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PGA Merchandise Show full of drivers, gadgets and more

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This year's PGA Merchandise Show featured 1,250 exhibits and 400 companies new to the show. (GolfPublisher.com)

More than 1,200 interactive exhibits, 43,000 attendees and 500,000 square feet were required to mount the 2007 PGA Merchandise Show in Orlando. Some 400 companies were rookies to the spectacle of equipment, gadgets and more, each with a distinctive way of setting themselves apart from the crowd.

It was a lot to take in, even with four days to do it (including demo day at Orange County National). WorldGolf.com and TravelGolf.com reporters were on hand to sort it all out and bring you the best and worst for 2007.

Travelgolf.com's Tim McDonald capped the show by offering a brief list of his "best-ofs", including Best Driver (MacGregor MacTec NGV2), Best Putter (Heavy Putter) and Best Gimmick (Advisor's GPS in a Hat).

Demo day kicked off the show. While McDonald was hitting everything he could get his hands on, WorldGolf.com's Brandon Tucker was capturing all the sights and sounds.

While many manufacturers labor to push the envelope of golf-ball technology, one company has taken a step of revolutionary simplicity: a dimple-less ball. The smooth-surfaced Caesar Golf Ball promises greater accuracy (but less distance).

Square drivers were the big show on the range, but Taylor Made isn't biting - and isn't shy about broadcasting its skepticism, according to TravelGolf.com's Chris Baldwin.

"Company reps are virtually waging an anti-square driver campaign. They'll knock them to anyone who's willing to listen," Baldwin blogged. 'There's a couple of things with the square,' TaylorMade's Brian Bazzel said. 'We still like the traditional look and shape. And any gain in MOI [moment of inertia] with the square comes back to bite you in backspin on miss shots.'"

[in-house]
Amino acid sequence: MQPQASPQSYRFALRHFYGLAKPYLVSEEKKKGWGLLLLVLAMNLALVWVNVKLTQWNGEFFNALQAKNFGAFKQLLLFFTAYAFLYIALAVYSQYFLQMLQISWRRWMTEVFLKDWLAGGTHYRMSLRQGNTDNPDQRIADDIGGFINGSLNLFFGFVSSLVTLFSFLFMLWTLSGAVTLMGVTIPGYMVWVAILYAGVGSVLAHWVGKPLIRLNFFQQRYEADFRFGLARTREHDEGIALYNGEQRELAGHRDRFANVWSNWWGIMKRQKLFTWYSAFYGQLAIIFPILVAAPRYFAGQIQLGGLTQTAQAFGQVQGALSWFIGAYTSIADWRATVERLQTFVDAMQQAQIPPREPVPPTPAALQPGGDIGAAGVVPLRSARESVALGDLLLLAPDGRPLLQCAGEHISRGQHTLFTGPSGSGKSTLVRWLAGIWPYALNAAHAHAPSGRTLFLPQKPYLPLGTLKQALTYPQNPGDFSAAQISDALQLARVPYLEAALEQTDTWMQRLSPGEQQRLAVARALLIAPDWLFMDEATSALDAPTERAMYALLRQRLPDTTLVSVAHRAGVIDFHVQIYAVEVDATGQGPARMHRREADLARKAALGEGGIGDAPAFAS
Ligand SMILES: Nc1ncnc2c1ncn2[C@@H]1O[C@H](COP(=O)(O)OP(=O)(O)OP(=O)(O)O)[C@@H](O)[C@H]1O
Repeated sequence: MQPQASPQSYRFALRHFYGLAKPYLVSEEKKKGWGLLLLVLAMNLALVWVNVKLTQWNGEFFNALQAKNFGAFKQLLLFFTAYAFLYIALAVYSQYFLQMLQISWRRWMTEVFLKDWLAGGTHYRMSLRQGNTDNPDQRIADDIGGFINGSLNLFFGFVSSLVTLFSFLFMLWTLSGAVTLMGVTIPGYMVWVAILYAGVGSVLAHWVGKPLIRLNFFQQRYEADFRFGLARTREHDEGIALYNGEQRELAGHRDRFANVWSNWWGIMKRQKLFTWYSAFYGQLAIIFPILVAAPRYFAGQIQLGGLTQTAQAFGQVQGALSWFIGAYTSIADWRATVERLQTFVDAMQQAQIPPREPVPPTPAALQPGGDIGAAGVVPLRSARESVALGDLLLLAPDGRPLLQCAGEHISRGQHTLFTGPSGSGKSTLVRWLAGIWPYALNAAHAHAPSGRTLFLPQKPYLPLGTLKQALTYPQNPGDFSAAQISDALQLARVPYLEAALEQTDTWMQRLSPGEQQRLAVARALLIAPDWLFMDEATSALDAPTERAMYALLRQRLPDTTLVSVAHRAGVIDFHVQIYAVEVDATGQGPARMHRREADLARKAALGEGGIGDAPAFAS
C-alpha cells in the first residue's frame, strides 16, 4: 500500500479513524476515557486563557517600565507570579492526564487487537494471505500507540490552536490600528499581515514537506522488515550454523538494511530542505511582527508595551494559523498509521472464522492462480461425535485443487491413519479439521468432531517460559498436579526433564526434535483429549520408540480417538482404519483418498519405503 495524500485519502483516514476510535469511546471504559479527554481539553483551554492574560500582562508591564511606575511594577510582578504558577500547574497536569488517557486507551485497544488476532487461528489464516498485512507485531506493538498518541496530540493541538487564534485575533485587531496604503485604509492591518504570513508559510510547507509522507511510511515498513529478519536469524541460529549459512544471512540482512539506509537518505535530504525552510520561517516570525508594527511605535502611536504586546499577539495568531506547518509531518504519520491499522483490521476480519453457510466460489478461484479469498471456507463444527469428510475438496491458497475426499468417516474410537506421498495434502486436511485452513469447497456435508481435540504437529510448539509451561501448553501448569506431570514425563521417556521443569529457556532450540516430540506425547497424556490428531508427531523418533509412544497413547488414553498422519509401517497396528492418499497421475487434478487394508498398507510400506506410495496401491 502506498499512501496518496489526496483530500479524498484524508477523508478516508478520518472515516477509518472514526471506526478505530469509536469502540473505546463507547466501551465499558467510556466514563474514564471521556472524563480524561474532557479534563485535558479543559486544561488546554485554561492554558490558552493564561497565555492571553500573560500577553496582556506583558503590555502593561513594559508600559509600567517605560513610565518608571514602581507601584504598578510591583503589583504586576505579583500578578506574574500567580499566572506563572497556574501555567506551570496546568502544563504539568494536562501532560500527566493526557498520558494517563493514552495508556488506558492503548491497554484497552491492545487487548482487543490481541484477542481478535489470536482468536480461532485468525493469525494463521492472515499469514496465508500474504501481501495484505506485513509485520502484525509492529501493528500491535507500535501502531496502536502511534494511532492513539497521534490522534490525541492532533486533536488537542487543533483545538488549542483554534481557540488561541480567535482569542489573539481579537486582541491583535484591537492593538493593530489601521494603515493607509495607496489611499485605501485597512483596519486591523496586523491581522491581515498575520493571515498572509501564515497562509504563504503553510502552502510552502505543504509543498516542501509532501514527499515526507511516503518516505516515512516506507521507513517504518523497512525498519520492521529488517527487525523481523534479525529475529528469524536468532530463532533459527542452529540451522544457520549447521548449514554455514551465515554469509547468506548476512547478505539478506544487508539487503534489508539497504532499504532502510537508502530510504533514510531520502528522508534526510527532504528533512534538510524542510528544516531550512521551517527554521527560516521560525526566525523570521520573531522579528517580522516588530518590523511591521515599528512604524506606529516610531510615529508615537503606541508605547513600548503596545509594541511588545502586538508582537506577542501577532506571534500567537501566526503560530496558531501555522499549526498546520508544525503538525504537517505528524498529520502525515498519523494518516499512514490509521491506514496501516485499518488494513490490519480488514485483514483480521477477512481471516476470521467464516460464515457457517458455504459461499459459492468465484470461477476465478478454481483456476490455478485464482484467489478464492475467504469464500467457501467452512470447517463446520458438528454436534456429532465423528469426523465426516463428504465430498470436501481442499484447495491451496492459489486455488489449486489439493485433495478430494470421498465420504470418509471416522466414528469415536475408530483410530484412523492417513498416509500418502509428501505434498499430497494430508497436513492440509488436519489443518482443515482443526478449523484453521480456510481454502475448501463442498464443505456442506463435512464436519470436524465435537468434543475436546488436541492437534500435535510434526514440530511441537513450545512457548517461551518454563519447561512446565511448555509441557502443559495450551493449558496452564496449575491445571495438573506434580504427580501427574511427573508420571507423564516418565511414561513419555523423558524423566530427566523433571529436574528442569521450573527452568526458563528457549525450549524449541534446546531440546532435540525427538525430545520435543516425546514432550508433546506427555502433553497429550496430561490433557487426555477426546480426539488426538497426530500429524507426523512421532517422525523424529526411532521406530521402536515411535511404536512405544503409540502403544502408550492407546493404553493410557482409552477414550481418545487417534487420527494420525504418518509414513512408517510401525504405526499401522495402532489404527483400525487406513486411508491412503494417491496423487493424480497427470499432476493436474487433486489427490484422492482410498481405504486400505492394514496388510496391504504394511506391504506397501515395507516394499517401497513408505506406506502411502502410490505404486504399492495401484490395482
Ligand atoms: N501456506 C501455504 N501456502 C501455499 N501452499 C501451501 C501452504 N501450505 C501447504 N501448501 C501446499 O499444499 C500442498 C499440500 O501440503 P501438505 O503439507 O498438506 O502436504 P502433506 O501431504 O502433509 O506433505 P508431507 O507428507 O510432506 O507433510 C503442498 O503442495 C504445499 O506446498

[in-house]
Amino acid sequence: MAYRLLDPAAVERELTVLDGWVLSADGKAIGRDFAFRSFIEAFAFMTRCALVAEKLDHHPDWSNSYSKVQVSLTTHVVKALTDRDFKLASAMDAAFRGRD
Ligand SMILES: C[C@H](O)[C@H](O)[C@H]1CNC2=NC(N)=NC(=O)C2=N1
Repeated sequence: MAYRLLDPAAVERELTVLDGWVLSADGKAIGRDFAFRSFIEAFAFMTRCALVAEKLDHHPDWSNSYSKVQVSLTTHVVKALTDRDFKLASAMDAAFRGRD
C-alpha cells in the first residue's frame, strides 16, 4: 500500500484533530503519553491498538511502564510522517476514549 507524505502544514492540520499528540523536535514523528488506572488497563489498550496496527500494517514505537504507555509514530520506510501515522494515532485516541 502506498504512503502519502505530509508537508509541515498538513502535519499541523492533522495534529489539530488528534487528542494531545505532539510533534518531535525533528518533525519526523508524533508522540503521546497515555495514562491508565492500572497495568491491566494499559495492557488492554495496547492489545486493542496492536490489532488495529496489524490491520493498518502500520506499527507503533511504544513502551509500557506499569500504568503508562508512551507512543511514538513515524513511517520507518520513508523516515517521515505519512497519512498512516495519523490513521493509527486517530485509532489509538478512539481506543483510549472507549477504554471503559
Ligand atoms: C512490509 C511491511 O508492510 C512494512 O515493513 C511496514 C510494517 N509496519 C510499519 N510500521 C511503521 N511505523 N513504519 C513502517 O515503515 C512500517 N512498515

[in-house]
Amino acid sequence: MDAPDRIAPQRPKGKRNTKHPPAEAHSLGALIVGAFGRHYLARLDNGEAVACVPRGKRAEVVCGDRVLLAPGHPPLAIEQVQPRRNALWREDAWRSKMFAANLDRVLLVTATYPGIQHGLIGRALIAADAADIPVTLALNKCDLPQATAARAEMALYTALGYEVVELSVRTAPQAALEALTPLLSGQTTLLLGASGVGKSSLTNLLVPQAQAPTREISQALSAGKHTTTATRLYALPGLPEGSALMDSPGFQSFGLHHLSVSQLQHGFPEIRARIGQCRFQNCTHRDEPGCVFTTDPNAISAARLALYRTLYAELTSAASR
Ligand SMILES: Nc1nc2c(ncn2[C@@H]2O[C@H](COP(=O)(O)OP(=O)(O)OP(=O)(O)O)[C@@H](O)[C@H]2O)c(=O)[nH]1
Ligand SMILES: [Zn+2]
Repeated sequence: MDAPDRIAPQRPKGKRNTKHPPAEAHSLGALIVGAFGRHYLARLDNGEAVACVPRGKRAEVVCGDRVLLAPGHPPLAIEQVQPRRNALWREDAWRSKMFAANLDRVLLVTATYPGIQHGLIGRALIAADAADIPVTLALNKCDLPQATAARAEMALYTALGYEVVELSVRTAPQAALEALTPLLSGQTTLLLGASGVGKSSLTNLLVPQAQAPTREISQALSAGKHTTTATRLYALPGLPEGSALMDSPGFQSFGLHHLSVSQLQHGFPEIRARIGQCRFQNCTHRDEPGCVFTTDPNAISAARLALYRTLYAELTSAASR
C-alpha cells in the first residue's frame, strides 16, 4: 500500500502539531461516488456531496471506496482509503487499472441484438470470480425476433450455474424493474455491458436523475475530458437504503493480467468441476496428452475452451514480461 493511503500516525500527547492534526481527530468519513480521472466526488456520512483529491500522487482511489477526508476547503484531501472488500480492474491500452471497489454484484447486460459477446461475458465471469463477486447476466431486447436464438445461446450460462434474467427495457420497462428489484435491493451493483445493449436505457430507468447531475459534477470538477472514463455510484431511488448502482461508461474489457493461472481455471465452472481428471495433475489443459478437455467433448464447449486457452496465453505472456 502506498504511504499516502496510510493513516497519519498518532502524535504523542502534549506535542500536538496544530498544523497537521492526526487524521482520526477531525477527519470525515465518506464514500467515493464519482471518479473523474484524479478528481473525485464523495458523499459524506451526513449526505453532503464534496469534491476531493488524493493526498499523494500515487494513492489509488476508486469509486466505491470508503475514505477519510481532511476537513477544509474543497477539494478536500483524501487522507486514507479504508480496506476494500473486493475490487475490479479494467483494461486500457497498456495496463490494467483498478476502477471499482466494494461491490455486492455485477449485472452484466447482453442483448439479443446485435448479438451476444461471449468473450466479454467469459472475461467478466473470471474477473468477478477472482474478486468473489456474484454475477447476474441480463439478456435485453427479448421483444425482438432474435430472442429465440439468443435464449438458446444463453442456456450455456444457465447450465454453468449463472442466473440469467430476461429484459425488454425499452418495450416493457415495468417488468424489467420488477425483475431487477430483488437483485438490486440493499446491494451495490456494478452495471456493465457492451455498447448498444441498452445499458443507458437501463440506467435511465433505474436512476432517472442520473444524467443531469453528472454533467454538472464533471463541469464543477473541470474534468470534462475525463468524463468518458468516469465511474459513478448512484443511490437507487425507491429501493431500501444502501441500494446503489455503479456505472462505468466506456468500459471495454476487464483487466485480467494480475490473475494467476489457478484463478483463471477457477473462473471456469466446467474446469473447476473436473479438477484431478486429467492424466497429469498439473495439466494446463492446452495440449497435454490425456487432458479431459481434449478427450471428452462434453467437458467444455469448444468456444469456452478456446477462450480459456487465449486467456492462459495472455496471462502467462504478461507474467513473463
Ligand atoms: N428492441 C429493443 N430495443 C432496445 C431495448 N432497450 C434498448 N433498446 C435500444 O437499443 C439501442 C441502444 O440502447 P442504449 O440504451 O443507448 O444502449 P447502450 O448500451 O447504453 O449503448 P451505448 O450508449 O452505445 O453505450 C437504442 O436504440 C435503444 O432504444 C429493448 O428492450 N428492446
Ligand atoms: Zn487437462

The driver demos were noticeably short of women, as McDonald reported. According to Tucker, the X-chromosome crowd stayed stuck to the fashion and apparel wing of the show:

"It isn't surprising the apparel wing is dominated by flashy women's attire. You'll find everything from bright pink bathrobes to bright magenta sun hats to shoe selections that would make Al Bundy groan. Puma even has some kind of trendy moon boot-type golf shoe that looks more fitting for Aspen."

As always, the show had no shortage of head-turning gadgets and novelties. Rangefinders promising accurate yardage and faster play. Specialty golf carts, including a Hummer H3 that runs close to $40,000.

And you could find just about any kind of golf simulator, from instructional to recreational (those were the ones featuring Hollywood celebs). Many are priced far beyond most golfer's budgets (think $20,000-$40,000), but WorldGolf.com blogger CB Maxwell something in his price range:

"Dancing Dogg has the answer at less than $400! Oh my … there goes the industry! Sorry to say, but technology has caught up with golf in this respect much like the calculator. The technology is flawless and has the support of a world-class software guy with affordable high-speed infra-red readers which measure everything."

There was even a golf-travel section, dominated by Ireland, with representatives from just about every corner of the Emerald Isle. But several would-be meccas were also vying for attention, including China, Malaysia, Costa Rica and Alberta, Canada.

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